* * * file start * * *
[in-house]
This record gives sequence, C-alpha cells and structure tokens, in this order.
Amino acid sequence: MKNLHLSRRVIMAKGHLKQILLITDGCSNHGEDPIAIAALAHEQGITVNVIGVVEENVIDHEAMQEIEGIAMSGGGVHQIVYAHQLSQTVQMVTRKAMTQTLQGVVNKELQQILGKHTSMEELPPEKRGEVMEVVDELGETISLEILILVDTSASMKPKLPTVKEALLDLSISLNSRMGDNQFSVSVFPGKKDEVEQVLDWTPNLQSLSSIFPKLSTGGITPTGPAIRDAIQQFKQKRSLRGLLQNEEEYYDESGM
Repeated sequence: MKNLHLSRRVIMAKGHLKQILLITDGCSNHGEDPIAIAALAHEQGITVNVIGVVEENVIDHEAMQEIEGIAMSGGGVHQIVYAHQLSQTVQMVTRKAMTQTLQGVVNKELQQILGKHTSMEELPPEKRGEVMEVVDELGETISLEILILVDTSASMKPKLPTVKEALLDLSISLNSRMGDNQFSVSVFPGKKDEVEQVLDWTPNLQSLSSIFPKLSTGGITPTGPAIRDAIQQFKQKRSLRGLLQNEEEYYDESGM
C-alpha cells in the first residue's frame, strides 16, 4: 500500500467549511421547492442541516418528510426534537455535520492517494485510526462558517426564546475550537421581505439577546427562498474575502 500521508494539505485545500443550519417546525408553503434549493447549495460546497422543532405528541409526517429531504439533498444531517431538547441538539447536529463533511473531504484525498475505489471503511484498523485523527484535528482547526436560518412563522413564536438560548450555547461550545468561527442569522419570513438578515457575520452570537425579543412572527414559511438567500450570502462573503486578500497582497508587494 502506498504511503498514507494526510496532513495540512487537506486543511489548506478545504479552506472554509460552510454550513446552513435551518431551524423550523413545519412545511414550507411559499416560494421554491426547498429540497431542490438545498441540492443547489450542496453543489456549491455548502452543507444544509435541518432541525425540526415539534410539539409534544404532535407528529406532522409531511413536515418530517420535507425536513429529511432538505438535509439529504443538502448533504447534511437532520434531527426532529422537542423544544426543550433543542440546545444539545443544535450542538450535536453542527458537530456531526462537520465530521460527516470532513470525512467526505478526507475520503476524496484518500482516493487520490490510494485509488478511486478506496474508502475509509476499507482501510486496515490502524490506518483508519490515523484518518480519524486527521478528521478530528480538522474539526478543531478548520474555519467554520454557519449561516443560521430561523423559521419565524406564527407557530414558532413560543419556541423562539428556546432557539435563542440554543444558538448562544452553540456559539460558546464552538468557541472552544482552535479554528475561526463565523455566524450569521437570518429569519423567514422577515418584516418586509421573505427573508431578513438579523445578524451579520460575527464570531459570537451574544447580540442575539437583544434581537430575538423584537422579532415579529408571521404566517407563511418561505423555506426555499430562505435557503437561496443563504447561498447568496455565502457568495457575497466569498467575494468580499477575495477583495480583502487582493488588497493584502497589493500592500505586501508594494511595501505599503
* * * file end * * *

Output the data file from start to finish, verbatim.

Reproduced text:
[in-house]
This record gives sequence, C-alpha cells and structure tokens, in this order.
Amino acid sequence: MKNLHLSRRVIMAKGHLKQILLITDGCSNHGEDPIAIAALAHEQGITVNVIGVVEENVIDHEAMQEIEGIAMSGGGVHQIVYAHQLSQTVQMVTRKAMTQTLQGVVNKELQQILGKHTSMEELPPEKRGEVMEVVDELGETISLEILILVDTSASMKPKLPTVKEALLDLSISLNSRMGDNQFSVSVFPGKKDEVEQVLDWTPNLQSLSSIFPKLSTGGITPTGPAIRDAIQQFKQKRSLRGLLQNEEEYYDESGM
Repeated sequence: MKNLHLSRRVIMAKGHLKQILLITDGCSNHGEDPIAIAALAHEQGITVNVIGVVEENVIDHEAMQEIEGIAMSGGGVHQIVYAHQLSQTVQMVTRKAMTQTLQGVVNKELQQILGKHTSMEELPPEKRGEVMEVVDELGETISLEILILVDTSASMKPKLPTVKEALLDLSISLNSRMGDNQFSVSVFPGKKDEVEQVLDWTPNLQSLSSIFPKLSTGGITPTGPAIRDAIQQFKQKRSLRGLLQNEEEYYDESGM
C-alpha cells in the first residue's frame, strides 16, 4: 500500500467549511421547492442541516418528510426534537455535520492517494485510526462558517426564546475550537421581505439577546427562498474575502 500521508494539505485545500443550519417546525408553503434549493447549495460546497422543532405528541409526517429531504439533498444531517431538547441538539447536529463533511473531504484525498475505489471503511484498523485523527484535528482547526436560518412563522413564536438560548450555547461550545468561527442569522419570513438578515457575520452570537425579543412572527414559511438567500450570502462573503486578500497582497508587494 502506498504511503498514507494526510496532513495540512487537506486543511489548506478545504479552506472554509460552510454550513446552513435551518431551524423550523413545519412545511414550507411559499416560494421554491426547498429540497431542490438545498441540492443547489450542496453543489456549491455548502452543507444544509435541518432541525425540526415539534410539539409534544404532535407528529406532522409531511413536515418530517420535507425536513429529511432538505438535509439529504443538502448533504447534511437532520434531527426532529422537542423544544426543550433543542440546545444539545443544535450542538450535536453542527458537530456531526462537520465530521460527516470532513470525512467526505478526507475520503476524496484518500482516493487520490490510494485509488478511486478506496474508502475509509476499507482501510486496515490502524490506518483508519490515523484518518480519524486527521478528521478530528480538522474539526478543531478548520474555519467554520454557519449561516443560521430561523423559521419565524406564527407557530414558532413560543419556541423562539428556546432557539435563542440554543444558538448562544452553540456559539460558546464552538468557541472552544482552535479554528475561526463565523455566524450569521437570518429569519423567514422577515418584516418586509421573505427573508431578513438579523445578524451579520460575527464570531459570537451574544447580540442575539437583544434581537430575538423584537422579532415579529408571521404566517407563511418561505423555506426555499430562505435557503437561496443563504447561498447568496455565502457568495457575497466569498467575494468580499477575495477583495480583502487582493488588497493584502497589493500592500505586501508594494511595501505599503